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Iraqi Forces Opening Second Front South of ISIS-Held Mosul

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An Iraqi Kurdish Peshmerga stands guard near the Mosul Dam

Iraqi forces lined up for opening a second front on Saturday in preparation for an assault on ISIS-stronghold, Mosul. The offensive comes a day later to government troops declaring victory over the terrorists in Fallujah.

Elite counter-terrorism forces and two army divisions, backed by U.S.-led coalition air strikes, advanced from a northern refinery town towards an airfield strategically considered a key for retaking Mosul, security officials said. Mosul is Iraq’s largest northern city and ISIS’s de facto capital in the country.

Government troops cleared two villages and pressed around 20 kilometers along a desert route west of Baiji, the first advance past the town since its recapture in October, the security officials said.

Defense Minister Khaled al-Obaidi said the assault marked the launch of operations pushing ISIS out of Qayara, about 115 km north of Baiji, where an airfield could serve as the staging ground for a future offensive on Mosul, a further 60 km north.

Army troops on a separate front pushing west from Makhmour for the past three months have made only halting progress on the opposite side of the Tigris river. “The launch of operations to liberate Qayara will not give the terrorists a chance to catch their breath,” Obaidi said on Twitter alongside a picture of Humvee military trucks snaking down a desert road.

Iraqi forces entered the center of Fallujah, an hour’s drive west of Baghdad, on Friday morning after a four-week operation that sent its tens of thousands of residents fleeing to overwhelmed displacement camps nearby.

Prime Minister Haider al-Abadi had declared victory over ISIS extremists by evening, but police sources said on Saturday that government troops had not yet entered seven northern districts captured by the terrorist organization and were still clearing southern areas.

Counter-terrorism forces took control of Fallujah hospital, and were clearing the eastern al-Dhubat neighborhood, a military statement said.

Middle East

UN appeals for countries to take in 1,300 Libyan refugees

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Libyan refugees

The UN has appealed to countries worldwide to take in 1,300 mainly African refugees stranded in Libya. Many of them were mistreated while being detained appalling conditions.

Niger has agreed to temporarily host the most vulnerable of the evacuees, including unaccompanied children and single mothers, pending their processing and departure for resettlement, Reuters said.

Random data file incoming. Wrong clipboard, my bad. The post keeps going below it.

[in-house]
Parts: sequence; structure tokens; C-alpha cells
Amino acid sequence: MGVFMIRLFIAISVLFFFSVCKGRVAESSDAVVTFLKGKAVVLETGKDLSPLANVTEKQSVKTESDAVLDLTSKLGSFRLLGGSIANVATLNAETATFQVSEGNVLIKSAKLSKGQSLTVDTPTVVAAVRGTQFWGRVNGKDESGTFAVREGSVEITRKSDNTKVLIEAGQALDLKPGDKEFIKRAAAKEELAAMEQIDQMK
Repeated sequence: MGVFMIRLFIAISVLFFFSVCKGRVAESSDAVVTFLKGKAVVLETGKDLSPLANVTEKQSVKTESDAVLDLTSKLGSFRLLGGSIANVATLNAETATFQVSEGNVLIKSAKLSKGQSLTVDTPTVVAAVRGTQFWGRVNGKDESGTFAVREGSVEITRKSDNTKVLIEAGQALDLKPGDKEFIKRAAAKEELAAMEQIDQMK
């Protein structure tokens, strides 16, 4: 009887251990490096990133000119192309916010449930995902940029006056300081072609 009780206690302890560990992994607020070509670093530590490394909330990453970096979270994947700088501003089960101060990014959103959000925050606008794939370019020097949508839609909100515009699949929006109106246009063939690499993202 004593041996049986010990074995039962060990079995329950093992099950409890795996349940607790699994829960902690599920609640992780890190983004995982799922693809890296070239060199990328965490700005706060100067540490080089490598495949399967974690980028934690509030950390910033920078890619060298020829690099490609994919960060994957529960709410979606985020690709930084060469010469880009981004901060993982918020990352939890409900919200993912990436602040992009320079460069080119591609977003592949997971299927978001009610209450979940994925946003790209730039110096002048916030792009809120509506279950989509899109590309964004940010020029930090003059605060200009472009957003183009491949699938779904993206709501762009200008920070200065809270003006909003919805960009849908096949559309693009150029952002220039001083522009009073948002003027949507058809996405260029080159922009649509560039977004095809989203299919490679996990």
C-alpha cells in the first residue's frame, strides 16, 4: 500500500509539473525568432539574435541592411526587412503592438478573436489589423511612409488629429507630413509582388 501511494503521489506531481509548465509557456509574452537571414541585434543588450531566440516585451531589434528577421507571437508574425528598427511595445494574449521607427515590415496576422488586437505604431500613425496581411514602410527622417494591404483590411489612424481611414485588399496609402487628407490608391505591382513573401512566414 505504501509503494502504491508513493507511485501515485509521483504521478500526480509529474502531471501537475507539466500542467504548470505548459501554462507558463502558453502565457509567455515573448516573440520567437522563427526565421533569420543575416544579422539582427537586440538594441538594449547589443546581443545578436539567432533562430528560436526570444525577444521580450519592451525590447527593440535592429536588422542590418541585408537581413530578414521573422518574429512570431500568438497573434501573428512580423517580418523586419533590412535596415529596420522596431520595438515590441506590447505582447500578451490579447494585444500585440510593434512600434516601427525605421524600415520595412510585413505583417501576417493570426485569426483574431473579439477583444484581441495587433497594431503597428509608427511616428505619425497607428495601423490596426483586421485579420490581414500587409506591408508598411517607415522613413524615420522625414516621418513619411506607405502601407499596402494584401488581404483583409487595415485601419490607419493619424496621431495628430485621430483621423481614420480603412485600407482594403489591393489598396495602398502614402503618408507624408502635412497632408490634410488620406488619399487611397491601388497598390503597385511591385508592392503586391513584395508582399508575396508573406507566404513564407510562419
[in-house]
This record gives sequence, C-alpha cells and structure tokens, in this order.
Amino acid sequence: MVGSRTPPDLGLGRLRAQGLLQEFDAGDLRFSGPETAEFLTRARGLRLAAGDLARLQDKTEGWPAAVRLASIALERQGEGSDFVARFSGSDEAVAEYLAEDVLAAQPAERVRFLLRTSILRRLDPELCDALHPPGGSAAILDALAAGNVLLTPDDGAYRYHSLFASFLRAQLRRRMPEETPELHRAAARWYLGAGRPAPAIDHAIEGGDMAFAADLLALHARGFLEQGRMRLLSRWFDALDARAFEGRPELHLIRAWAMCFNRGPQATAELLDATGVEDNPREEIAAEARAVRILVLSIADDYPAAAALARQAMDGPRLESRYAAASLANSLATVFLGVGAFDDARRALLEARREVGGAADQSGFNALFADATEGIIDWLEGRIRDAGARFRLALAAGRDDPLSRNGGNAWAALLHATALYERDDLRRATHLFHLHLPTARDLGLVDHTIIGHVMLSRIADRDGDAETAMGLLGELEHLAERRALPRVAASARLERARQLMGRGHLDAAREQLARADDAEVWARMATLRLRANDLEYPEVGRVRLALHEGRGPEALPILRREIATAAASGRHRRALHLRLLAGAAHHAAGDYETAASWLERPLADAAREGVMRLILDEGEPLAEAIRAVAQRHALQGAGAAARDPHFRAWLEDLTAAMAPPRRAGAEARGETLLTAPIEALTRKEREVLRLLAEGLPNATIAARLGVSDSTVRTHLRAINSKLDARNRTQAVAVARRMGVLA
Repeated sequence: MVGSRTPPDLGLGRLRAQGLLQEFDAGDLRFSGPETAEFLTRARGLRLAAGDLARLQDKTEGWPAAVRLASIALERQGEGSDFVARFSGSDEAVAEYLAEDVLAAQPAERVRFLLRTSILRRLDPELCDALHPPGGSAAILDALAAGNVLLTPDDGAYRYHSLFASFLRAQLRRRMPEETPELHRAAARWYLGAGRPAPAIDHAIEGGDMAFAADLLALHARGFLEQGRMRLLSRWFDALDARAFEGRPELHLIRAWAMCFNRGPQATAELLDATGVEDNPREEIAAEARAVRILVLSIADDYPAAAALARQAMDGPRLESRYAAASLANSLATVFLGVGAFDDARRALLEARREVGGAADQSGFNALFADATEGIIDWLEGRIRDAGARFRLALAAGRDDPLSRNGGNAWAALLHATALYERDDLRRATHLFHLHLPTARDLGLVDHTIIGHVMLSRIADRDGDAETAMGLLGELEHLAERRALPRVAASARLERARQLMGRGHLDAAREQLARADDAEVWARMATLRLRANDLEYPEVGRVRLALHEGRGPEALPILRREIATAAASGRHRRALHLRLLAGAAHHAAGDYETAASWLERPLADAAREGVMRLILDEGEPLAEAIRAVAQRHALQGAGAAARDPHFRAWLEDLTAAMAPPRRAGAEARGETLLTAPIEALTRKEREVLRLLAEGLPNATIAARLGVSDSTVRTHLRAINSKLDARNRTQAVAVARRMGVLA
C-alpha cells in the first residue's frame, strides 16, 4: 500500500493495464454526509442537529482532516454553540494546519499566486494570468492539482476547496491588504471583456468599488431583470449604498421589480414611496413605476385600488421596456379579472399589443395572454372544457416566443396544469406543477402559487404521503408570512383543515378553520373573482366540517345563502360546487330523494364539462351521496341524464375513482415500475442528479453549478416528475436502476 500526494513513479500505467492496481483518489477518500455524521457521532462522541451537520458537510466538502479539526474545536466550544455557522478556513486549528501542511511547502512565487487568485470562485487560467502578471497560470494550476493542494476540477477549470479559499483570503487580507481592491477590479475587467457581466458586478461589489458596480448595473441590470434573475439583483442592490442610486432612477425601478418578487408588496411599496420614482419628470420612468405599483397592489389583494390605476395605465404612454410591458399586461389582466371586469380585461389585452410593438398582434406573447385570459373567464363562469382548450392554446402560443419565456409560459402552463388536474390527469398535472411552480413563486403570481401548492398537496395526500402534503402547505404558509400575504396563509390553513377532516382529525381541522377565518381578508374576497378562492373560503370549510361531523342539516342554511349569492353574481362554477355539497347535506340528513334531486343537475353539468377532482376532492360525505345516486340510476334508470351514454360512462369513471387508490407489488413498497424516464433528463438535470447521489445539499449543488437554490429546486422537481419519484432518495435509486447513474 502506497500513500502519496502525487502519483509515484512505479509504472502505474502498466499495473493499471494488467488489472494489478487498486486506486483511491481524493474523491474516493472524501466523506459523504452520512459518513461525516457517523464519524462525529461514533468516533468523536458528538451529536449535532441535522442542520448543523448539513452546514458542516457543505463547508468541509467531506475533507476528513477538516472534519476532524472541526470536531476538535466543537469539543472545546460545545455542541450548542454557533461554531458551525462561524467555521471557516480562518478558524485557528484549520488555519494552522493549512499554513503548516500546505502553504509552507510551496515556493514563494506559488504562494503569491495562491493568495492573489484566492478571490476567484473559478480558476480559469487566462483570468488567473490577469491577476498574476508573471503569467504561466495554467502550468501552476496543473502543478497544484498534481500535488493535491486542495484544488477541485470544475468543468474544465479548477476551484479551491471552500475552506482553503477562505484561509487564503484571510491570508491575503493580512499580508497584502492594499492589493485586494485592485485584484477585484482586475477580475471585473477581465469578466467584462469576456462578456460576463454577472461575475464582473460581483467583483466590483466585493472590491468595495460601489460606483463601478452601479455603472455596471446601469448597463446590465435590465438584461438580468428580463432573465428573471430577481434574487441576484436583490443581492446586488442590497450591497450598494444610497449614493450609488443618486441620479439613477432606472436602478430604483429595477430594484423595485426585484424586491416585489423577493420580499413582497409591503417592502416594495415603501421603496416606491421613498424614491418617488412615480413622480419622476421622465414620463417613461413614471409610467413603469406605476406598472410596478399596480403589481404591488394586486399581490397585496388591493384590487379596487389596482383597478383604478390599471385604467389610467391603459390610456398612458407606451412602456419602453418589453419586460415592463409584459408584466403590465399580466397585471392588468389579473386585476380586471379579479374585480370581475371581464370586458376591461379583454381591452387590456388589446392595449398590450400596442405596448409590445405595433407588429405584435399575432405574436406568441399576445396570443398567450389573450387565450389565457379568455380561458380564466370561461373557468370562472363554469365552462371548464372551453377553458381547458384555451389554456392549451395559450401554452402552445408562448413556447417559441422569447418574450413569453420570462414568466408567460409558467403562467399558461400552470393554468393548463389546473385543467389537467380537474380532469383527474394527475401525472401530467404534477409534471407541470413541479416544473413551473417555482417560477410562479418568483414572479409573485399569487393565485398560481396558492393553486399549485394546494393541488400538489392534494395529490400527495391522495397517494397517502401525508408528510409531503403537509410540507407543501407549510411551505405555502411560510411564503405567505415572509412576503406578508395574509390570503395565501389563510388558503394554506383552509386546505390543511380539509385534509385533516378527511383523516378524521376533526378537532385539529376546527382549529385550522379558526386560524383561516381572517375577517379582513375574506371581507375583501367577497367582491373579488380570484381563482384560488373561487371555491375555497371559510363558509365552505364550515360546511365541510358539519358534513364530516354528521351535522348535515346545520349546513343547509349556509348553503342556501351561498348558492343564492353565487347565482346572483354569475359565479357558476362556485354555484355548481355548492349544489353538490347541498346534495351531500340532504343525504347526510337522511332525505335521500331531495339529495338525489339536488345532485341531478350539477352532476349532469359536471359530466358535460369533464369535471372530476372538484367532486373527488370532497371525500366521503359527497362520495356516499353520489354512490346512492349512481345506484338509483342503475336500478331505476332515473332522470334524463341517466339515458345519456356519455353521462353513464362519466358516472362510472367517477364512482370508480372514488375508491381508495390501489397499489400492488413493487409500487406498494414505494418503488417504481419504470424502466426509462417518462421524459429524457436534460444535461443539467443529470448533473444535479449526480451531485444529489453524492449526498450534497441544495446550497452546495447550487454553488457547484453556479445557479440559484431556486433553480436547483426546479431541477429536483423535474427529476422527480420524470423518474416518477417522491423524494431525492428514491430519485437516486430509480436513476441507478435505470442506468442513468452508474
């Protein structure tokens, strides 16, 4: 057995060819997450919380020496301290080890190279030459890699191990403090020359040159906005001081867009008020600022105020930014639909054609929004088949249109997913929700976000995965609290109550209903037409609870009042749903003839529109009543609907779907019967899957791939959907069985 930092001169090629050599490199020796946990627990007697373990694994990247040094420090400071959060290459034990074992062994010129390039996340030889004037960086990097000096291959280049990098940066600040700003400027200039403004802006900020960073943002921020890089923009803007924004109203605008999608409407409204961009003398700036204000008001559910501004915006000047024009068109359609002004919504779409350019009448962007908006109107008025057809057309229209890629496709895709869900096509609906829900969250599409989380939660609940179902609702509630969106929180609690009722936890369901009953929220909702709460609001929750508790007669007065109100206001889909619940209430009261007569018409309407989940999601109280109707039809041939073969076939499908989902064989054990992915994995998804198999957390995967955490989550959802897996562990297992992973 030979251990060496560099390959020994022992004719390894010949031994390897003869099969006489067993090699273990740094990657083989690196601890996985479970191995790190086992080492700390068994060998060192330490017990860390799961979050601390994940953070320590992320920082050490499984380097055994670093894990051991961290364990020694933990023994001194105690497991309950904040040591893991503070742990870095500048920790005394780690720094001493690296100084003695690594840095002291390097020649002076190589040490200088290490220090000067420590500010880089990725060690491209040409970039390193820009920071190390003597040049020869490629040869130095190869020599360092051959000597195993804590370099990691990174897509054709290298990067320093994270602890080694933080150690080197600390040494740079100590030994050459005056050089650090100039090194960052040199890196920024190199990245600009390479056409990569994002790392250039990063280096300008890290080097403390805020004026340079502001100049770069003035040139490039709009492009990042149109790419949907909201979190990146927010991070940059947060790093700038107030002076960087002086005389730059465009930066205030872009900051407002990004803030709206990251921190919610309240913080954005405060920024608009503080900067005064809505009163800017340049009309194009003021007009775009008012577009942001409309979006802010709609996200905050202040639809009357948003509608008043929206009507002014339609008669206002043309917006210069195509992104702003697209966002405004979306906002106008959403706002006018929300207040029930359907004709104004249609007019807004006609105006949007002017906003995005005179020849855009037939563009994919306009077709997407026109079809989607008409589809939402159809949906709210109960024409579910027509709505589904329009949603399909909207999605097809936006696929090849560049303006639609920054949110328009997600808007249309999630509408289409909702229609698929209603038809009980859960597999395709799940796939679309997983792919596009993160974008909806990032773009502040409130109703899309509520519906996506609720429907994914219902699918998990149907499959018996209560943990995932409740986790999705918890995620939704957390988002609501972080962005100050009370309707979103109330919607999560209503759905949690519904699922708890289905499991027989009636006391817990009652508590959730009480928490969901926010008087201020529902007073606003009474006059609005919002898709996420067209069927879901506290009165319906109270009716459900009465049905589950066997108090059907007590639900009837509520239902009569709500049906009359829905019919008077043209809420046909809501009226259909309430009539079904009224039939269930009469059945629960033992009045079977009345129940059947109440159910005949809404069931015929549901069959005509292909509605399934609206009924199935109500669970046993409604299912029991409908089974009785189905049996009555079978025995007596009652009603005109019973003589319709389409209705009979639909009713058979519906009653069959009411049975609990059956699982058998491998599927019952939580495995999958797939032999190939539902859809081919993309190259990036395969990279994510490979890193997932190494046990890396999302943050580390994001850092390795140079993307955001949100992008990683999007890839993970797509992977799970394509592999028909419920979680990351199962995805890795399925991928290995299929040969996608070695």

The UN High Commissioner for Refugees (UNHCR) said on Monday that it “urgently requests 1,300 places for resettlement” to be made available by the end of March. The UNHCR intends to evacuate between 700 and 1,300 people from Libya to Niger by the end of January 2018.

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‘Don’t buy from Arabs’, says Israeli Defense Minister

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Avigdor Lieberman

Israeli Defense Minister Avigdor Lieberman has called on his fellow citizens to boycott the Palestinian market of the Wadi Ara region of north-east Israel, after riots broke out there on Saturday over the American decision to move their embassy to Jerusalem.

Three people were injured when protesters began hurling stones at a bus. “I am calling for a boycott of Wadi Ara. Don’t go there and don’t buy there. They need to understand that it is impossible to demonstrate with Hezbollah flags, Palestinian flags and pictures of [Hezbollah leader Hassan] Nasrallah.

To accept billions from the National Insurance [Institute] and to also destroy us from within,” Haaretz quoted Lieberman telling Army Radio.

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Hamas leader calls for ‘new intifada in the face of Israel’

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Ismail Haniyeh

Palestinian Islamist group Hamas has called for a new uprising against Israel following US President Donald Trump’s recognition of Jerusalem as capital of the Jewish state.

“We should call for and we should work on launching an intifada in the face of the Zionist enemy,” said Hamas leader Ismail Haniyeh, in a speech in Gaza Thursday, Reuters reports.

Anti-US protests erupted almost immediately after Trump’s declaration Wednesday, with Palestinians first to take to the streets, calling for three days of rage against the move.

World leaders expressed serious concern over the decision and its potential to destabilize the region.

The decision has been welcomed by Israeli Prime Minister Benjamin Netanyahu, who thanked Trump, and said he be believes “many” other nations will follow suit in recognizing Jerusalem as Israel’s capital.

Pope Francis said he could not “remain silent” and spoke of his “great anxiety” surrounding the decision, while the EU voiced “serious concern.”

“I cannot remain silent about my deep concern for the situation that has developed in recent days,”Francis said at his weekly general audience at the Vatican.

“Jerusalem is a unique city,” he added, “sacred to Jews, Christians and Muslims, where the Holy Places for the respective religions are venerated, and it has a special vocation to peace.”

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